What Does the New Government Have in Store for Animals?
Those of you who have read the entire policy document produced last week by our new government will have noticed a few animal welfare measures. I’m sure these proposals won’t be all we’ll see on this from the coalition, but they do give us something to think about.
The first thing to catch my eye was the very welcome news that the government will end the testing of household products on animals. This is something PETA raised in a meeting with the Conservative animal welfare spokesperson, Andrew Rosindell MP, last year, and I’m pleased to see that his assurances at the time are being translated into action now.
Not long after taking power in 1997, New Labour banned cosmetics testing on animals, but the persistence of testing for washing-up liquid and floor polish since then has been an outrage. According to official figures, these tests aren’t used all that much – in 2008, 132 animals were used in the tests; in 2007, just one; and in 2006, no animals were used. However, the fact that our supposedly strict laws on animal testing didn’t prevent the use of animals for this trivial purpose is pretty powerful evidence of just how inadequate those laws are. We certainly welcome this move, but the system needs a far more radical overhaul.
Interestingly, the document also says that the government will “work to reduce the use of animals in scientific research”. Those numbers have been rising alarmingly over the last decade, and this trend needs to be reversed immediately. However, without details, this statement means little. The government authorises every single experiment, so it has the power to control and reduce numbers right now: the statement that the government will “work to reduce” numbers implies a different approach (perhaps more support for alternatives) and is far from a promise of results. We’re pleased to see the government using this language, but we’ll be waiting to see what it actually plans to do.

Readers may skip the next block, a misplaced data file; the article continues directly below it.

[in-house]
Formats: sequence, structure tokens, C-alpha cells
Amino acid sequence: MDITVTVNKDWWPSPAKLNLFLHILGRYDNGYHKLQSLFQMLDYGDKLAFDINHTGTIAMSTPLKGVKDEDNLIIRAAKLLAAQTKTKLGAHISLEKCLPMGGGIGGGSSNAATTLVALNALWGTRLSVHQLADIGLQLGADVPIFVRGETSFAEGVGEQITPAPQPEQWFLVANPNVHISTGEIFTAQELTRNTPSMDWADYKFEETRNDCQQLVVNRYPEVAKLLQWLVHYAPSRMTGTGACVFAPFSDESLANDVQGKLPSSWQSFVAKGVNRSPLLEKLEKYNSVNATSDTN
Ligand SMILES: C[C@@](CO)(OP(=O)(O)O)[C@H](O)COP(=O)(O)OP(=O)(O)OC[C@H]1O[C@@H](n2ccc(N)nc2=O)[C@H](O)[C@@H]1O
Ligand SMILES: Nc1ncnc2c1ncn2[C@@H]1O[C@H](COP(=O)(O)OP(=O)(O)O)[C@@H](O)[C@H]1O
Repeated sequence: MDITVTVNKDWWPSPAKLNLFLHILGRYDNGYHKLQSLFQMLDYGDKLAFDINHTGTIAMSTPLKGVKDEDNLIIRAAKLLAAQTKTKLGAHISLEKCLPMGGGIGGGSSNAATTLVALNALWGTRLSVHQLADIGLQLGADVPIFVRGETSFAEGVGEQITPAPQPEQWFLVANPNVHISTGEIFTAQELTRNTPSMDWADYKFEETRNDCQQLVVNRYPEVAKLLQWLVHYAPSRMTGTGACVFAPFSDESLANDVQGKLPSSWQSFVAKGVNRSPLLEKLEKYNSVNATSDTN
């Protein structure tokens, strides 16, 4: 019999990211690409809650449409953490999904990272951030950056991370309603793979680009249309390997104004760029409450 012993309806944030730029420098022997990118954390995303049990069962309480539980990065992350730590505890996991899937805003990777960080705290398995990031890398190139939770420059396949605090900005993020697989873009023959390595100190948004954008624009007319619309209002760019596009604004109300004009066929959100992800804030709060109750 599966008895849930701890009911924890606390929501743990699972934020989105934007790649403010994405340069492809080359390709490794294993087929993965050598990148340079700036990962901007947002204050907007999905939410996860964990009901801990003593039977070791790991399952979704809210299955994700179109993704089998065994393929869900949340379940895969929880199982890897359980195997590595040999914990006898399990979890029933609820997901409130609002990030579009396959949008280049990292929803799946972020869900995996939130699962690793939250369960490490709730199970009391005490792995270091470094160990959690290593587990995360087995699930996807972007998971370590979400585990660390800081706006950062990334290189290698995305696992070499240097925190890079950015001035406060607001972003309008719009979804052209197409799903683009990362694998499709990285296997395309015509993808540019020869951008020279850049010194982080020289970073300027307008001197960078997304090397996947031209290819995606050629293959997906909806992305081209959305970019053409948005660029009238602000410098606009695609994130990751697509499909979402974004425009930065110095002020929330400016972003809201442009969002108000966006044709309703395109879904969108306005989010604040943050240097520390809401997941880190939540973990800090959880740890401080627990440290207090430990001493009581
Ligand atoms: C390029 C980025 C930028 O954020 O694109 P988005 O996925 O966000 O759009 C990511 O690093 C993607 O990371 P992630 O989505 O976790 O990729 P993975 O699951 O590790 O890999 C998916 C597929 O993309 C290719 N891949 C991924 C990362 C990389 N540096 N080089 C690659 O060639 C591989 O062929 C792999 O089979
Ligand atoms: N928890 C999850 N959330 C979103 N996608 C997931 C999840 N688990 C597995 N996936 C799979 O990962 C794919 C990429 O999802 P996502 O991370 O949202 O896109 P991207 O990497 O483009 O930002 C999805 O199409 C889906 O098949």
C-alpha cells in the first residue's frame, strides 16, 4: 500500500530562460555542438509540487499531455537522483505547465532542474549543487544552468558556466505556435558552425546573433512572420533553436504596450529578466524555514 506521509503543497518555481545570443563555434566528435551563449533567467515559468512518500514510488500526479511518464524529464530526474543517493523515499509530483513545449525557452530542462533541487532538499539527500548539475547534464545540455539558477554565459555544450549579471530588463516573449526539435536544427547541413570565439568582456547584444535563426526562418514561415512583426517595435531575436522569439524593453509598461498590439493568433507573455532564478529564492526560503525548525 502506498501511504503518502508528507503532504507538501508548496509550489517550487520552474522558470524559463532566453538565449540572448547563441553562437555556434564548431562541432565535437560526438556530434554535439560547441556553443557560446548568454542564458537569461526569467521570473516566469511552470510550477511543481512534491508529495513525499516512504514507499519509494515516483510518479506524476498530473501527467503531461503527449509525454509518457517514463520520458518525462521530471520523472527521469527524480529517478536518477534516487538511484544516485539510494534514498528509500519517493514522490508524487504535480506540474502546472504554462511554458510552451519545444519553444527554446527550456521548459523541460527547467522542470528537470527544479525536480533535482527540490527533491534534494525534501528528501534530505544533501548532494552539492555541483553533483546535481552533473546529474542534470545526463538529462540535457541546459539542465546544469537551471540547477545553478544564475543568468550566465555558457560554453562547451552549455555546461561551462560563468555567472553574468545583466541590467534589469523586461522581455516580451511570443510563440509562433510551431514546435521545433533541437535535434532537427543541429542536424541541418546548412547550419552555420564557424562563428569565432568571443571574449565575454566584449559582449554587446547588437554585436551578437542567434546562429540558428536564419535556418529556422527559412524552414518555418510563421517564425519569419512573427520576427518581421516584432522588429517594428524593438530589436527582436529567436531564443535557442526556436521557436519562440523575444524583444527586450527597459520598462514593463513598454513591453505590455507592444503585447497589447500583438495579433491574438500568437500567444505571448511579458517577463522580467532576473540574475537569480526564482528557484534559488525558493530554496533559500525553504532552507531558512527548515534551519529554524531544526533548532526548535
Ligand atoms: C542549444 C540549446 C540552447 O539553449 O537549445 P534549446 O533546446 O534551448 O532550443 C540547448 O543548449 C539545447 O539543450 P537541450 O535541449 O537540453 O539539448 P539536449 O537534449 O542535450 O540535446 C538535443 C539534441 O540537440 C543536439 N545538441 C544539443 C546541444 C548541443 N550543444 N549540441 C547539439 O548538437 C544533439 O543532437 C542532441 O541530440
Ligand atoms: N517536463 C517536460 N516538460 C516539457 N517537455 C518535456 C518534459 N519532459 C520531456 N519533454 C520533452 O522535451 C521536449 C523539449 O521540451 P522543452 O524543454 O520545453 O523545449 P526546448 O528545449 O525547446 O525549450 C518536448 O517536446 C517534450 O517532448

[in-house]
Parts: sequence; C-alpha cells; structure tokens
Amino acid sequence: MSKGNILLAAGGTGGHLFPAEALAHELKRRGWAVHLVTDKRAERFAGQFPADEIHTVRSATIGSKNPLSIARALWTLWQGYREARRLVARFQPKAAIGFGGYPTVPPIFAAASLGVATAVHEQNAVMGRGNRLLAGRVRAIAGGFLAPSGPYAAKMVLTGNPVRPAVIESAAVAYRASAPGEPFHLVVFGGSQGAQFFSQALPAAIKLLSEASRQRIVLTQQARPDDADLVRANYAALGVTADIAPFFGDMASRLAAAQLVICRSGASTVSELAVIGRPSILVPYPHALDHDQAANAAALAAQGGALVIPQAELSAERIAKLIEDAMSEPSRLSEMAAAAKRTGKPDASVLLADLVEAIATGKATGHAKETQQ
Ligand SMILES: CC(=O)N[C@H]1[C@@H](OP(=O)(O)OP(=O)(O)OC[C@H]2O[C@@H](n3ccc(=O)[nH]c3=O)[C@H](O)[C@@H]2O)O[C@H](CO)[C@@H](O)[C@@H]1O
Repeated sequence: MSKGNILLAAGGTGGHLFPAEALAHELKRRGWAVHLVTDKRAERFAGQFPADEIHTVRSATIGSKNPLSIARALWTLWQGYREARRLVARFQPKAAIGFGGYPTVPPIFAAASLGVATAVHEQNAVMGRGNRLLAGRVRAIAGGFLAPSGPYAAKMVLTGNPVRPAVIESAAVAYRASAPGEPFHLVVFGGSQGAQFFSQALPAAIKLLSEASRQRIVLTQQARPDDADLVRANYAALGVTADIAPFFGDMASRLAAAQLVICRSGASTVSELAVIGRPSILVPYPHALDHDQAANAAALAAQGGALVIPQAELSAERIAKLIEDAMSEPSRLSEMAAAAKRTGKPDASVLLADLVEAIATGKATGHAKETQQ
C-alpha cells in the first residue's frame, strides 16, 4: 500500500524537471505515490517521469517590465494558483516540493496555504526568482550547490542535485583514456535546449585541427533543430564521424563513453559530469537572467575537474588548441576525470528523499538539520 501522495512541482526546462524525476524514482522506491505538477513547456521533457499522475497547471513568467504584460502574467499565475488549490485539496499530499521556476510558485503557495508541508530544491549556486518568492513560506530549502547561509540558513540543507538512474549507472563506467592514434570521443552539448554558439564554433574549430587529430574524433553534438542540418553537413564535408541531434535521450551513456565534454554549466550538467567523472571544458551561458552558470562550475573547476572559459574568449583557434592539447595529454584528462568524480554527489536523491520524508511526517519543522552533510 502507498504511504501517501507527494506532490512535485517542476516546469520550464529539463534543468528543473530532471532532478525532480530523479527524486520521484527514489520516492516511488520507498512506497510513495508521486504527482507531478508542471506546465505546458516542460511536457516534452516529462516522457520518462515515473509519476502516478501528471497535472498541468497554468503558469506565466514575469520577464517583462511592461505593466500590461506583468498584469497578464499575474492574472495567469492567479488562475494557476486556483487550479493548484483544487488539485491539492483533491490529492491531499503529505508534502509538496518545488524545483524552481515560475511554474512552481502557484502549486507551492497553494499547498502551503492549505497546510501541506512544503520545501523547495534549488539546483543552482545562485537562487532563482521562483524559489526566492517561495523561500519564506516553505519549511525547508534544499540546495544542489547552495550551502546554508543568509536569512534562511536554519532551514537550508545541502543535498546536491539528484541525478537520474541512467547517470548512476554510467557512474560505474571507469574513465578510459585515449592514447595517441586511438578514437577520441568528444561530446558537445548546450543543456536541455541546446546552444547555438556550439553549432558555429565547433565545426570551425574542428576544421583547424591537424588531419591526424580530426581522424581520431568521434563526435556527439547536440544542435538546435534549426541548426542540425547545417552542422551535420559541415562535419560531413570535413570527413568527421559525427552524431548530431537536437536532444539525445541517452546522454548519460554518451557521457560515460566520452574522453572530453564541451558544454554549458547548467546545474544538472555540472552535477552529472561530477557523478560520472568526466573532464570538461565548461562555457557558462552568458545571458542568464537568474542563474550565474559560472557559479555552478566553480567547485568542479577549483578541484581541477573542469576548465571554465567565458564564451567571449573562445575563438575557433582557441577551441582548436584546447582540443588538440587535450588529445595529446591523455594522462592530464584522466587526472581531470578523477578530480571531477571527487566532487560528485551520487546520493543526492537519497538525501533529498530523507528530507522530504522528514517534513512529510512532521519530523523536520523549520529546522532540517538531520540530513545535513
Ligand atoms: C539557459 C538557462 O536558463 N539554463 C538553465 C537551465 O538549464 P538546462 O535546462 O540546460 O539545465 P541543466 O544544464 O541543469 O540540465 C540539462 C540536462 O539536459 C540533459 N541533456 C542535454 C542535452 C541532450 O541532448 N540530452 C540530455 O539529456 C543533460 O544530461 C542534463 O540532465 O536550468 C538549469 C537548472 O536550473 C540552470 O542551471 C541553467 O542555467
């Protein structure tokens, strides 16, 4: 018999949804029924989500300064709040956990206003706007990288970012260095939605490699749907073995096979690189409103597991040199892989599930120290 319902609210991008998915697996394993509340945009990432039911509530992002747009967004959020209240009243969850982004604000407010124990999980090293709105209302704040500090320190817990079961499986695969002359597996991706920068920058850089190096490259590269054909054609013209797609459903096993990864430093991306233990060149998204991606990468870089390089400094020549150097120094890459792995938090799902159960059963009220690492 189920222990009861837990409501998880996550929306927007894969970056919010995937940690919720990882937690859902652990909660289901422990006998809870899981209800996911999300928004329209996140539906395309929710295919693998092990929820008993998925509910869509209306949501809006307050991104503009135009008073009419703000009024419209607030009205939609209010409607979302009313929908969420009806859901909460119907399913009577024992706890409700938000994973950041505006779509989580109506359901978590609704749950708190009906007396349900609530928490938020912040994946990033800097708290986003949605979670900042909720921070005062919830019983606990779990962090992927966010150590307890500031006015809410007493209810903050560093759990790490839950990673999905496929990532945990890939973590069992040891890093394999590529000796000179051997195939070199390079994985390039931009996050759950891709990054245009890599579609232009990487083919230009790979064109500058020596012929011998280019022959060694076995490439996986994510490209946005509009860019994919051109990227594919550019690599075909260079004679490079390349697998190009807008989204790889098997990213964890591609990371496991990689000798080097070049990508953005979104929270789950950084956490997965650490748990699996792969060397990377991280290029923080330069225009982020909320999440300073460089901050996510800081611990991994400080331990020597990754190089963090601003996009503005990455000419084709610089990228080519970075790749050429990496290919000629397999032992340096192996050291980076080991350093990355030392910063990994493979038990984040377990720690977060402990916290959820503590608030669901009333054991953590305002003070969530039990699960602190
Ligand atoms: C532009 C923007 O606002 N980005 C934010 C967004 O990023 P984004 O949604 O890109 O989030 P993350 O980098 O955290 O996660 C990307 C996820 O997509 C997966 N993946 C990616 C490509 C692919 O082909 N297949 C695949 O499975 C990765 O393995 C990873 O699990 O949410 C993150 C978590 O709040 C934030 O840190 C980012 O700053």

There are two other things to consider. First, there is no mention of the ban on the use of wild animals in travelling circuses – a measure that the last government had planned. That doesn’t mean that a ban won’t be enacted, of course, and we’ll be in contact with the government and keep you informed. The other thing is a promise for a vote on repeal of the Hunting Act, which bans hunting with dogs. The good news is that the League Against Cruel Sports doesn’t currently believe that a majority of MPs will be in favour of ending the ban, but things could change, and we’ll certainly be following developments closely. PETA is reviewing all our action alerts directed at the government, so please keep a close eye on the action section of our website.
Finally, please remember that the animal testing ban isn’t in place yet. Animal-tested cosmetics are still on sale in the UK, and even after animal testing for household products is banned, products tested on animals elsewhere will still be available here. For information on supporting cruelty-free companies, check out our website.